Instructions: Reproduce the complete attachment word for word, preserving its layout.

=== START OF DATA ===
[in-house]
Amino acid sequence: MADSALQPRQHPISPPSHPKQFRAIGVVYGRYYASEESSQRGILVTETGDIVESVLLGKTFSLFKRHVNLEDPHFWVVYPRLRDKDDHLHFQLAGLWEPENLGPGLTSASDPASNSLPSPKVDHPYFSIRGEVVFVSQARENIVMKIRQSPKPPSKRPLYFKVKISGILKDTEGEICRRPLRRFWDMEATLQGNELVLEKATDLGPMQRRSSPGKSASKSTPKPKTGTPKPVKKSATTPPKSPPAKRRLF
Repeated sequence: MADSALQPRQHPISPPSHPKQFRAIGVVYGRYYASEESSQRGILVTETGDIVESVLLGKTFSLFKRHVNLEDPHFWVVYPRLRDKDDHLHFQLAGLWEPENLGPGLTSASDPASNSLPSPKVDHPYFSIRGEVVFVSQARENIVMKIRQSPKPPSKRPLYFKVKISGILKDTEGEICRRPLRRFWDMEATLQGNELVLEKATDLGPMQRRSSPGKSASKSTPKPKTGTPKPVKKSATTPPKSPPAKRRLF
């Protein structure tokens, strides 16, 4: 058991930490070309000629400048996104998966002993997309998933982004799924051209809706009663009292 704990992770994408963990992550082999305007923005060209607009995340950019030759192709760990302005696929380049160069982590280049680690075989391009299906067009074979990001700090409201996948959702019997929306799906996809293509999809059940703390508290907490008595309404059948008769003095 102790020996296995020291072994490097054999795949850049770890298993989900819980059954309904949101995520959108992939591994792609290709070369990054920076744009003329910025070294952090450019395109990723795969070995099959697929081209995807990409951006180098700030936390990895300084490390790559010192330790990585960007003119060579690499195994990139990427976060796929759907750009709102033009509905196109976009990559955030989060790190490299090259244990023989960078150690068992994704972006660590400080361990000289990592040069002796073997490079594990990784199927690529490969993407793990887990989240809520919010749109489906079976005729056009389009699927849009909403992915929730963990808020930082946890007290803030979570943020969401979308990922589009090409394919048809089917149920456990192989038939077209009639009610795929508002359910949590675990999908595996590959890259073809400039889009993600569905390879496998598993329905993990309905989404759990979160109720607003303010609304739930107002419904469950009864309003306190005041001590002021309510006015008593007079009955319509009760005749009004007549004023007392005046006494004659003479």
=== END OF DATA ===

[in-house]
Amino acid sequence: MADSALQPRQHPISPPSHPKQFRAIGVVYGRYYASEESSQRGILVTETGDIVESVLLGKTFSLFKRHVNLEDPHFWVVYPRLRDKDDHLHFQLAGLWEPENLGPGLTSASDPASNSLPSPKVDHPYFSIRGEVVFVSQARENIVMKIRQSPKPPSKRPLYFKVKISGILKDTEGEICRRPLRRFWDMEATLQGNELVLEKATDLGPMQRRSSPGKSASKSTPKPKTGTPKPVKKSATTPPKSPPAKRRLF
Repeated sequence: MADSALQPRQHPISPPSHPKQFRAIGVVYGRYYASEESSQRGILVTETGDIVESVLLGKTFSLFKRHVNLEDPHFWVVYPRLRDKDDHLHFQLAGLWEPENLGPGLTSASDPASNSLPSPKVDHPYFSIRGEVVFVSQARENIVMKIRQSPKPPSKRPLYFKVKISGILKDTEGEICRRPLRRFWDMEATLQGNELVLEKATDLGPMQRRSSPGKSASKSTPKPKTGTPKPVKKSATTPPKSPPAKRRLF
């Protein structure tokens, strides 16, 4: 058991930490070309000629400048996104998966002993997309998933982004799924051209809706009663009292 704990992770994408963990992550082999305007923005060209607009995340950019030759192709760990302005696929380049160069982590280049680690075989391009299906067009074979990001700090409201996948959702019997929306799906996809293509999809059940703390508290907490008595309404059948008769003095 102790020996296995020291072994490097054999795949850049770890298993989900819980059954309904949101995520959108992939591994792609290709070369990054920076744009003329910025070294952090450019395109990723795969070995099959697929081209995807990409951006180098700030936390990895300084490390790559010192330790990585960007003119060579690499195994990139990427976060796929759907750009709102033009509905196109976009990559955030989060790190490299090259244990023989960078150690068992994704972006660590400080361990000289990592040069002796073997490079594990990784199927690529490969993407793990887990989240809520919010749109489906079976005729056009389009699927849009909403992915929730963990808020930082946890007290803030979570943020969401979308990922589009090409394919048809089917149920456990192989038939077209009639009610795929508002359910949590675990999908595996590959890259073809400039889009993600569905390879496998598993329905993990309905989404759990979160109720607003303010609304739930107002419904469950009864309003306190005041001590002021309510006015008593007079009955319509009760005749009004007549004023007392005046006494004659003479």